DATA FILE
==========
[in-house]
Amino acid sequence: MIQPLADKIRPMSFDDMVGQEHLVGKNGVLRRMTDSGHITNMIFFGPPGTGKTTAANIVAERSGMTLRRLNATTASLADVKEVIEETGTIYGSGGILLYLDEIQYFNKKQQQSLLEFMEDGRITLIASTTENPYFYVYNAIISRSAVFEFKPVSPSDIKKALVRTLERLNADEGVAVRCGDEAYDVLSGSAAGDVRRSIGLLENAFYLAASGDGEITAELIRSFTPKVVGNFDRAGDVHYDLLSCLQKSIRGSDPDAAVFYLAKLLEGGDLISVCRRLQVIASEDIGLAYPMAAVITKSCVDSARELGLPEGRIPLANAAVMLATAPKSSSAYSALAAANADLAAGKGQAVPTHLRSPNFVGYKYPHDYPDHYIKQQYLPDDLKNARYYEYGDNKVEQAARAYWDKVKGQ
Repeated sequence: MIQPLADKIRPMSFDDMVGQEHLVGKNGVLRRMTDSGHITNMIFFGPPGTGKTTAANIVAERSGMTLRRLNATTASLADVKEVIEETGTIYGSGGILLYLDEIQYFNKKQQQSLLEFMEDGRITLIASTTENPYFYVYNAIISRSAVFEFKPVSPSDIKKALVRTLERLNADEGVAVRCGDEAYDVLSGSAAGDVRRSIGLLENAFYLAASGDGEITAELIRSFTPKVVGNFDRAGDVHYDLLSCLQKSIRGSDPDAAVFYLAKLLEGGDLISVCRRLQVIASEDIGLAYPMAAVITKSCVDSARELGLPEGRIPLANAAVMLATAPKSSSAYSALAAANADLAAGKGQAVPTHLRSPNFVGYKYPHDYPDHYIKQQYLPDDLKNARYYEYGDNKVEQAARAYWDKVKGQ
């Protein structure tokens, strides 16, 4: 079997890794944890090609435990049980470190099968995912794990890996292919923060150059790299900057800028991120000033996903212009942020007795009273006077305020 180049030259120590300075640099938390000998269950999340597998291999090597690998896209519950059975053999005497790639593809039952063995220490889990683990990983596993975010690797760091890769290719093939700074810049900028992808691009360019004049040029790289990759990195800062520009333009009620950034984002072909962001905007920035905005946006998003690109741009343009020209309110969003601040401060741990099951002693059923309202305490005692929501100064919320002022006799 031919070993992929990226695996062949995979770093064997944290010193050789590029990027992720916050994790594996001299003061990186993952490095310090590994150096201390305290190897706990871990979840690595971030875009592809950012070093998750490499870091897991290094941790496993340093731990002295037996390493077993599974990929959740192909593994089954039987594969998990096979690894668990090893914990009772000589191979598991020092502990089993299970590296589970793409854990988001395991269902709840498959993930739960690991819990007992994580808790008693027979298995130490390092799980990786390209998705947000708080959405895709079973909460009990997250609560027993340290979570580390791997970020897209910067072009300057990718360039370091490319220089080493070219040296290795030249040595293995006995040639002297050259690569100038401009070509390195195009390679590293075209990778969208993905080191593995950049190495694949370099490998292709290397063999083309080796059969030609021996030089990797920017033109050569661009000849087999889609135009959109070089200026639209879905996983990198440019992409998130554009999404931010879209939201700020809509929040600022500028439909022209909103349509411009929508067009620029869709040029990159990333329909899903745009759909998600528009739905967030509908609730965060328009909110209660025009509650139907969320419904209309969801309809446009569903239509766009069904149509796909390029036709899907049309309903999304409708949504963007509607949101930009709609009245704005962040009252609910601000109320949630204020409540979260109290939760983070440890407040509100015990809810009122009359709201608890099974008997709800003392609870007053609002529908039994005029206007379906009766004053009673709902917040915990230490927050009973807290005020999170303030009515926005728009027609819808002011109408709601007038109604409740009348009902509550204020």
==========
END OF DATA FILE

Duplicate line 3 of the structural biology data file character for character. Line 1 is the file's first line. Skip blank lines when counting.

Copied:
Repeated sequence: MIQPLADKIRPMSFDDMVGQEHLVGKNGVLRRMTDSGHITNMIFFGPPGTGKTTAANIVAERSGMTLRRLNATTASLADVKEVIEETGTIYGSGGILLYLDEIQYFNKKQQQSLLEFMEDGRITLIASTTENPYFYVYNAIISRSAVFEFKPVSPSDIKKALVRTLERLNADEGVAVRCGDEAYDVLSGSAAGDVRRSIGLLENAFYLAASGDGEITAELIRSFTPKVVGNFDRAGDVHYDLLSCLQKSIRGSDPDAAVFYLAKLLEGGDLISVCRRLQVIASEDIGLAYPMAAVITKSCVDSARELGLPEGRIPLANAAVMLATAPKSSSAYSALAAANADLAAGKGQAVPTHLRSPNFVGYKYPHDYPDHYIKQQYLPDDLKNARYYEYGDNKVEQAARAYWDKVKGQ